With the Washington Post’s revelationthat President Trump is not the “subject” of criminal investigation, special prosecutor Robert Mueller’s strategy for completing his probe is coming into view.
Mueller has pinned down Trump with two grand juries, issuing a wide net of indictments on diverse charges that have kept the president off-balance. The sentencing of Alex van der Zwaan, a Dutch lawyer working for indicted Trump aide Rick Gates, underscored a message for the president: those who lie to investigators face swift consequences.
What has seemed like an interminable inquiry now looks like it will terminate in a one-two punch: an interview with Trump followed by a report on the question of obstruction of justice.
All of this may well happen before the 2018 midterm elections.
Subject to change
The president’s defenders can take solace in the studiously telegraphed message of the Post’s article: that Trump is not the “target” of investigation. In law enforcement terms, a subject is a person who has engaged in conduct that is under investigation, but there is not sufficient evidence to bring charges.
Substantively, this is not a huge new development. The Post reported last June that Mueller was investigating Trump for possible obstruction of justice. What’s new is how Mueller plans to finish the job.
What Mueller is saying, via the Post, is that he does not have sufficient evidence to charge the president with wrongdoing. Through deft use of leaks — and we can be sure Mueller is not unhappy about the Post story — Mueller is sending the message that he wants to talk to the president, sooner rather than later.
Some of the president’s advisers intuit Mueller’s endgame, according to the Post. They “noted that subjects of investigations can easily become indicted targets — and expressed concern that the special prosecutor was baiting Trump into an interview that could put the president in legal peril.”
That is exactly what Mueller is doing.
With the president’s legal team in turmoil, Trump is already in peril. His attorney John Dowd, a heavy-hitter from Wall Street, resigned last month after Trump rejected his advice to refuse Mueller’s request for an interview.
As Mueller closes in, Trump is poorly equipped to fight back.
He can’t find a replacement for Dowd. In normal circumstances, the most famous and capable conservative lawyers in Washington would welcome the chance to represent a Republican president. Ted Olson was the lead attorney in the Bush v. Gore case, which decided the 2000 election. Brendan Sullivan was attorney for right-wing hero Oliver North during the Iran-contra scandal. Both men declined to join Trump's team.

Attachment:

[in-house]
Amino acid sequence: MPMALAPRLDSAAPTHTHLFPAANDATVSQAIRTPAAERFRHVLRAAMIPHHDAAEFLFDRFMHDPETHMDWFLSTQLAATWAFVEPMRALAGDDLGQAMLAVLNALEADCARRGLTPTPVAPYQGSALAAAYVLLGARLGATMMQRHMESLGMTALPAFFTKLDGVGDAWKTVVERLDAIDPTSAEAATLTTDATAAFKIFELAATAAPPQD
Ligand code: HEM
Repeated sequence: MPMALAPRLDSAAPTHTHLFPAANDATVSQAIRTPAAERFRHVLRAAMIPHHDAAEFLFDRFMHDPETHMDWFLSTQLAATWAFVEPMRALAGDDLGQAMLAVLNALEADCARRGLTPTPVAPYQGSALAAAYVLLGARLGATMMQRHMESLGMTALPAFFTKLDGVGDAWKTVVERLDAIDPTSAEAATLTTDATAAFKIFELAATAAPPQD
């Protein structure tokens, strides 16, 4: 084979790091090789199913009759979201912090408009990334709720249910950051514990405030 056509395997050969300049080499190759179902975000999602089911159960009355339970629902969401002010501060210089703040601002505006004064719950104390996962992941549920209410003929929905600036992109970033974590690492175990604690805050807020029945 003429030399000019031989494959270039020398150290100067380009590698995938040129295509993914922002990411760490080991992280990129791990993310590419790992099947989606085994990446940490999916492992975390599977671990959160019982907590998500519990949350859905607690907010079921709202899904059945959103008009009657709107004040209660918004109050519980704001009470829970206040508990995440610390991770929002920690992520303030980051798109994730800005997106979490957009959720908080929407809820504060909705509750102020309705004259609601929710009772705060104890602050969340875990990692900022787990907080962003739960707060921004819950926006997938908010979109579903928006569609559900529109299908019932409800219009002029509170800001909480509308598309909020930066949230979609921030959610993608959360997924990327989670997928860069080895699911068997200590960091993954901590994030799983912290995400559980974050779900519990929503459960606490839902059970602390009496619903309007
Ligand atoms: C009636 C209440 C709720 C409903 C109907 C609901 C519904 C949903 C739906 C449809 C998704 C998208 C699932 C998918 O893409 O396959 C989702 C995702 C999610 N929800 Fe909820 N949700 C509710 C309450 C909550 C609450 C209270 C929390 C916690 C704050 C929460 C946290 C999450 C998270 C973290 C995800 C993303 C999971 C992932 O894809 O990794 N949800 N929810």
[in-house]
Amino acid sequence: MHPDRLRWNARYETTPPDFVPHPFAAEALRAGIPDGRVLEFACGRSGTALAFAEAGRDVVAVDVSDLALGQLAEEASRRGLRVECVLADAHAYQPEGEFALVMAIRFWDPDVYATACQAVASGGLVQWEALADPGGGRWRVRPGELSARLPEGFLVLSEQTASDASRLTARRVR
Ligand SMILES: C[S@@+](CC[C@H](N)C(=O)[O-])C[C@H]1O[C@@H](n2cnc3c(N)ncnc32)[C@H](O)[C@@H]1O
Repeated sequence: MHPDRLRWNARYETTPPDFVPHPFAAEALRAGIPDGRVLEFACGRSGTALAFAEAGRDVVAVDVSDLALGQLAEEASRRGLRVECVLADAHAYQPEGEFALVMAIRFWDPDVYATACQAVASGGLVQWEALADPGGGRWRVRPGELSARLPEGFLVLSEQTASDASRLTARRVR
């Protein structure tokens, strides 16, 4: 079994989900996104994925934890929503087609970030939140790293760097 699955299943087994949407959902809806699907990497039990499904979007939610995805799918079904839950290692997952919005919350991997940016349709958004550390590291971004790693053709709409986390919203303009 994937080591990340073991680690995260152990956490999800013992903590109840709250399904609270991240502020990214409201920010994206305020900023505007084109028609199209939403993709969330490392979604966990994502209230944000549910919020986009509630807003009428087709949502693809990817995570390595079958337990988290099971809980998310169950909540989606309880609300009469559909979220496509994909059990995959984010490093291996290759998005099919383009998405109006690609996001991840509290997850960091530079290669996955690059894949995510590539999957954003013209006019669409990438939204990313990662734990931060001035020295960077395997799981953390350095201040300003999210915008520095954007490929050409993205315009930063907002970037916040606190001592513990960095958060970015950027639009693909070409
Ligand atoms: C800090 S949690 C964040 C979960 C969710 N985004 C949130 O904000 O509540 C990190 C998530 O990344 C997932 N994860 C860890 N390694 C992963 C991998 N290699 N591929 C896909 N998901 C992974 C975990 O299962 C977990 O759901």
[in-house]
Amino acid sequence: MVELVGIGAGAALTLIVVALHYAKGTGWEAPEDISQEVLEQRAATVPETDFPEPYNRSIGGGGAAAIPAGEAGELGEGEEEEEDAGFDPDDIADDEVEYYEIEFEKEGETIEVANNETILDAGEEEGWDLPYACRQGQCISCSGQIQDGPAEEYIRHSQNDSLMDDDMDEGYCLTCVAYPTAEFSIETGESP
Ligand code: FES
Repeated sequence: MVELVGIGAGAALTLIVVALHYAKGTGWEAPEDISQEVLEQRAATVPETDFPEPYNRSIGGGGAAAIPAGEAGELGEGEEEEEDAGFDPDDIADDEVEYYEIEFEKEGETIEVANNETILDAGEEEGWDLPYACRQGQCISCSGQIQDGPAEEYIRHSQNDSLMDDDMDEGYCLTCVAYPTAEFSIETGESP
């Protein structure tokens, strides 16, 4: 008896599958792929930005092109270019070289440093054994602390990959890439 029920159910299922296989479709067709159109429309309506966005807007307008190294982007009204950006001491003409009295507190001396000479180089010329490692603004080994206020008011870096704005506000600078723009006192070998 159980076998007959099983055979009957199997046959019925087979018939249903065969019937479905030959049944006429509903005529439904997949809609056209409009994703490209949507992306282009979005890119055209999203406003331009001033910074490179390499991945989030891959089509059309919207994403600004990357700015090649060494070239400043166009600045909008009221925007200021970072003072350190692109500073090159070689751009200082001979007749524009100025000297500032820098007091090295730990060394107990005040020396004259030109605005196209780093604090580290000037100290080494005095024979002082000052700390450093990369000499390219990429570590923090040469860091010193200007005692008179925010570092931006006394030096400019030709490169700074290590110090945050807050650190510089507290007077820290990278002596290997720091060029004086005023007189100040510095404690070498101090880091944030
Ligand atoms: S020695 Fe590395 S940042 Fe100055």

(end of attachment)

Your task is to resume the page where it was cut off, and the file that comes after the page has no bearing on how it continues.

Trump then hired hatchet man Joseph diGenova, a former U.S. attorney whose TV talking-head skills exceed his courtroom reputation. DiGenova lasted only a few days and was relieved, apparently for reasons of "chemistry."
Mueller is also letting the public know that his investigation is beginning to end, at least on the question of obstruction of justice.
From the Post:
Mueller’s investigators have indicated to the president’s legal team that they are considering writing reports on their findings in stages — with the first report focused on the obstruction issue, according to two people briefed on the discussions.
“They’ve said they want to write a report on this — to answer the public’s questions — and they need the president’s interview as the last step,” one person familiar with the discussions said of Mueller’s team.
If the president refuses to be interviewed, Mueller’s team can start writing their report. If Trump agrees to sit down with Mueller, the report will have to wait a little longer. Either way, Mueller’s report on the obstruction of justice question seems likely to be finished well before the November midterm elections.
Mueller then has to submit his findings to Deputy Attorney General Rod Rosenstein, who supervises the special prosecutor because Attorney General Jeff Sessions has recused himself. It is Rosenstein, not Mueller, who must decide if Mueller’s findings should be made public.
It is not hard to figure what Rosenstein will do. He is a career Justice Department attorney and a civil servant, like Mueller. He appointed Mueller last May. In December, he deflected demands for Mueller’s head. And — another timely disclosure by Mueller’s office this week — Rosenstein authorized Mueller’s investigation of Trump campaign manager Paul Manafort.
All in all, it's bad news for the White House. Mueller’s clock is running out and Team Trump is in disarray.